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malthaussen

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Member since: Sat Sep 24, 2011, 10:36 AM
Number of posts: 13,790

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Never trust an author

I'm sure this is only of interest to those who suffer from a terminal case of OCD, but I learned something today.

I've read a number of seafaring novels by authors who insist that sailors serve "in" a ship, not "on" a ship. Robert Heinlein comes particularly to mind, because he made a big deal about it and was himself a former serving officer in the U.S. navy, so presumably he knows what he's talking about, eh?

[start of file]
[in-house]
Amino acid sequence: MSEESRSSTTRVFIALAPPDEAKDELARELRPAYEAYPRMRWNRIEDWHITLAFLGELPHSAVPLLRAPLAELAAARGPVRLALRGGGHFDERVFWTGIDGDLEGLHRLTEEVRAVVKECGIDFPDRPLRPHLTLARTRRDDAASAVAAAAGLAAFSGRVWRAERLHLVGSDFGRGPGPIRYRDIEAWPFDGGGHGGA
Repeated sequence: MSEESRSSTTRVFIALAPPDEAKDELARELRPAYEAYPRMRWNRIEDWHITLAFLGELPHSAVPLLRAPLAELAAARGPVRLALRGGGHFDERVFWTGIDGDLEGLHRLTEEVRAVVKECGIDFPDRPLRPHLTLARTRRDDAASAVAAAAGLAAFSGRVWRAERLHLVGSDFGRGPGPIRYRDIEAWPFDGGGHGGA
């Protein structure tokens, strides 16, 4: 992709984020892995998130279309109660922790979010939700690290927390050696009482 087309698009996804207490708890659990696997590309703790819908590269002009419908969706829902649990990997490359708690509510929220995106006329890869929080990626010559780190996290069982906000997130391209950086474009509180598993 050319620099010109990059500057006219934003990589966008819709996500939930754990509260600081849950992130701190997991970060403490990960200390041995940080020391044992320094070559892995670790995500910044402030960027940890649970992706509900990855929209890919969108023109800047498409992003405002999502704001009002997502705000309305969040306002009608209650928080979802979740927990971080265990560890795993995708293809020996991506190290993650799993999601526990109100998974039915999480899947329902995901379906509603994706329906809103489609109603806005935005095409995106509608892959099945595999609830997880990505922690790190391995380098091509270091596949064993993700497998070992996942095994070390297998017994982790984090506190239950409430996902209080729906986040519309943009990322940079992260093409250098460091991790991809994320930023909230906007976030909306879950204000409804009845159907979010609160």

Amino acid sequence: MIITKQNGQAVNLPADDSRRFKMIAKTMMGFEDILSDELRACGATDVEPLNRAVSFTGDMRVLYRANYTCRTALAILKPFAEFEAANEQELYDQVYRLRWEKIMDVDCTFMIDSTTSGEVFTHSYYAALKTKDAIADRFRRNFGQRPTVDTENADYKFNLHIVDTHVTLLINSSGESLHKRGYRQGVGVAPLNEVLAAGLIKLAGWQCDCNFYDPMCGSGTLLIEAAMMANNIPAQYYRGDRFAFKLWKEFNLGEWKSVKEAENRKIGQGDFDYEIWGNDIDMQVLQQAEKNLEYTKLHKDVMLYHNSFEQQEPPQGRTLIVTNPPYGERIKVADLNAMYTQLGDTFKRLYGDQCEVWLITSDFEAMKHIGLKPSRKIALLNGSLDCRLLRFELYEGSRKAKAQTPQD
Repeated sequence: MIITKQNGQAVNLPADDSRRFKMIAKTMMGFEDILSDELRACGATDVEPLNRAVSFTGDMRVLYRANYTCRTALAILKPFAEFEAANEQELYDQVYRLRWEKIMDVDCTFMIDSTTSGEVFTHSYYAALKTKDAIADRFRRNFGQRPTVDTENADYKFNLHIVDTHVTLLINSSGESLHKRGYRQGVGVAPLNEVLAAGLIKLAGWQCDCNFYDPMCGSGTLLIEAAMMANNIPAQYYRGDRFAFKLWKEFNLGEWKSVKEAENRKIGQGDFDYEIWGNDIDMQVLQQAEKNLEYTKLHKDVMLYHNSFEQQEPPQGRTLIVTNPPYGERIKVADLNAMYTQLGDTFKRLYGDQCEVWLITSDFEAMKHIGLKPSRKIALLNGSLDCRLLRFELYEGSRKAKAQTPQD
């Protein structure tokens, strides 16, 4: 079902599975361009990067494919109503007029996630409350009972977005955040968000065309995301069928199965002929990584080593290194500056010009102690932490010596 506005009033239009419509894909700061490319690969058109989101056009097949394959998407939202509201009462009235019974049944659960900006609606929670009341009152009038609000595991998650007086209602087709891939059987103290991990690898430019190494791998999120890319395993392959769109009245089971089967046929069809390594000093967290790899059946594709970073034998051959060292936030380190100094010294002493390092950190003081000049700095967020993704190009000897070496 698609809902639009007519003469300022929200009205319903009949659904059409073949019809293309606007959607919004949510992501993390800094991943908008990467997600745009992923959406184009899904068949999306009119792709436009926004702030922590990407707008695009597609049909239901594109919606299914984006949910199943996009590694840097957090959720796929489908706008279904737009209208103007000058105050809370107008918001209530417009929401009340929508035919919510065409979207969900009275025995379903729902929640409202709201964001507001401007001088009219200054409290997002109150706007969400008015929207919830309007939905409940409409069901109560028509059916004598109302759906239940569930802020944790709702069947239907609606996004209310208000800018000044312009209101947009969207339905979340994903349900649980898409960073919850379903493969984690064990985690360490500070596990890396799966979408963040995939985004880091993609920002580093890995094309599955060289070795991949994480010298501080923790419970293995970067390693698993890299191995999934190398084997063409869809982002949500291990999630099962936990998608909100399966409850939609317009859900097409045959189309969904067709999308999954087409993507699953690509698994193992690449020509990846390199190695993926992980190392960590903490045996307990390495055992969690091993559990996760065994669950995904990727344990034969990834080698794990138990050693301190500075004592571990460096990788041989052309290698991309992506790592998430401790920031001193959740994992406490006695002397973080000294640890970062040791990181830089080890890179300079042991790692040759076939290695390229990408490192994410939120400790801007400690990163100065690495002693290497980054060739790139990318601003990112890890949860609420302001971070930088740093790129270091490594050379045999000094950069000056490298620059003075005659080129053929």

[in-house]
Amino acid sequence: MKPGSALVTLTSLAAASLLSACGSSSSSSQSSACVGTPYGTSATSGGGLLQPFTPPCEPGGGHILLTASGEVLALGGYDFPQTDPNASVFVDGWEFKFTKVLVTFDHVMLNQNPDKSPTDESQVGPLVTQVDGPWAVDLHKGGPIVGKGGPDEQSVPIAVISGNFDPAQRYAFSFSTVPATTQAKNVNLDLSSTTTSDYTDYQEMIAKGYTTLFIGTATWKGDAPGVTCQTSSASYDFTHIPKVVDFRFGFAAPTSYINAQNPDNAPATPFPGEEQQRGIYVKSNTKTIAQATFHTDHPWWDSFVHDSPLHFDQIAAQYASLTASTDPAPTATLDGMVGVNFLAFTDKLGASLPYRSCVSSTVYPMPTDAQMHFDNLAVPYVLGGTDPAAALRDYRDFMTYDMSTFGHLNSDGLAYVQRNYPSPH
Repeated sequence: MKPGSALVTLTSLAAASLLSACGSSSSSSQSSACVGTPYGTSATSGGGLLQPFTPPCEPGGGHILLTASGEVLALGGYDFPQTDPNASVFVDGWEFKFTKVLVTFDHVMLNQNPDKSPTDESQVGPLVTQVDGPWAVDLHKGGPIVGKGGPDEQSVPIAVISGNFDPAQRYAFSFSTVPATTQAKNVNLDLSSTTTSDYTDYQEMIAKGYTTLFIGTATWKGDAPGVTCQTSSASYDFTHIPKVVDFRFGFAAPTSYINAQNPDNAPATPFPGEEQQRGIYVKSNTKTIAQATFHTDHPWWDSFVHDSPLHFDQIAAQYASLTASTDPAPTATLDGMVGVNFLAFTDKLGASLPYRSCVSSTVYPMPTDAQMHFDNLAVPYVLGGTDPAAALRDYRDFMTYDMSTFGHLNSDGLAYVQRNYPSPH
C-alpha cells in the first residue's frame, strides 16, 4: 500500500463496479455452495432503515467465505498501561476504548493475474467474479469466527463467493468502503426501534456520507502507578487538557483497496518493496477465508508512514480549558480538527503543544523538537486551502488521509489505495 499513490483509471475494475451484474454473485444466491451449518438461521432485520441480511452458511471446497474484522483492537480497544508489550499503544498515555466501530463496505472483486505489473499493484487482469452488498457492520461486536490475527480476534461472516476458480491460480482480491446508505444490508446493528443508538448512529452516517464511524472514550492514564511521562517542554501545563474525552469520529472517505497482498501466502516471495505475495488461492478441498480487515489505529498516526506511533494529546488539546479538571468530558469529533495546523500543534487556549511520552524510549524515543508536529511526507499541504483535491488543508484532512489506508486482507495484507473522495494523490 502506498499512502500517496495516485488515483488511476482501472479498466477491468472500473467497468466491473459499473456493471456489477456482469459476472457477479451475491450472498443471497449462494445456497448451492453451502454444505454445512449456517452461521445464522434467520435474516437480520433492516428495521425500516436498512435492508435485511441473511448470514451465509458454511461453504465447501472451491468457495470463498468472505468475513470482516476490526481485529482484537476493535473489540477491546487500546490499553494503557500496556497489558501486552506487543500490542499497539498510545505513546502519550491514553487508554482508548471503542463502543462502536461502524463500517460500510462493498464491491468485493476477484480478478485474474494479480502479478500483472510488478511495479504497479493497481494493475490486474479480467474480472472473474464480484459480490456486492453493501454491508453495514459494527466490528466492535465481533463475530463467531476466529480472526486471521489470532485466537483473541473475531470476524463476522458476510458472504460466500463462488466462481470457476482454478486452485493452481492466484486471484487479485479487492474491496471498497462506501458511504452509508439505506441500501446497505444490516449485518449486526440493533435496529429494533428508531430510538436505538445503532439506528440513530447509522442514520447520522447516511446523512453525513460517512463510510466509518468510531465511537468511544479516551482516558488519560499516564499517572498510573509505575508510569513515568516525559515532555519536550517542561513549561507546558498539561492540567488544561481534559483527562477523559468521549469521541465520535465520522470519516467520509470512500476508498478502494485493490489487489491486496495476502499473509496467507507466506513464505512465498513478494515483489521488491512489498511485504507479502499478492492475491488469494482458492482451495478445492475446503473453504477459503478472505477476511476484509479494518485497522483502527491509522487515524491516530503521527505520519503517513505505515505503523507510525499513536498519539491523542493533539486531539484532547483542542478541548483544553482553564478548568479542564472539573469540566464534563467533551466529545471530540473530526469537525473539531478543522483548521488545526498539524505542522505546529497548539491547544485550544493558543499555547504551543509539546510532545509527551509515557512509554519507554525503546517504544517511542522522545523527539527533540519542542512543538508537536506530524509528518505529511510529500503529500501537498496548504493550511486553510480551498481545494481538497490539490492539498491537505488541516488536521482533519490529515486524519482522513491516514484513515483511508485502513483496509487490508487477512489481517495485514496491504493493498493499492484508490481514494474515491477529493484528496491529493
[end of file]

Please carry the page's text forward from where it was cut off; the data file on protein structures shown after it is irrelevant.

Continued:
Except I was just reading a novel about the Asiatic Fleet by a gentleman who eventually rose to the rank of Vice Admiral and command of the U.S. 7th Fleet, and he speaks of sailors serving "on" the ship. Presumably, he knows what he's talking about, too.

So who's right? Fortunately, Google is there for us; alas for Mr Heinlein, it appears that according to the official style guide of the U.S. Navy, one serves "on" a ship:

http://www.navy.mil/tools/view_styleguide_all.asp

"Also, a Sailor is stationed "on," "at," "is serving with" or "is assigned to" a ship. A Sailor does not serve "in" a ship."

Since VADM Mack and ex-lieutenant Heinlein are also near-contemporaries, one cannot even conjecture that there is some temporal change to account for the discrepancy. Although maybe some writers of British naval fiction use a different style guide. In any event, here I have thought for some 50 years that one served "in" a ship. How too bloody embarrassing.

-- Mal
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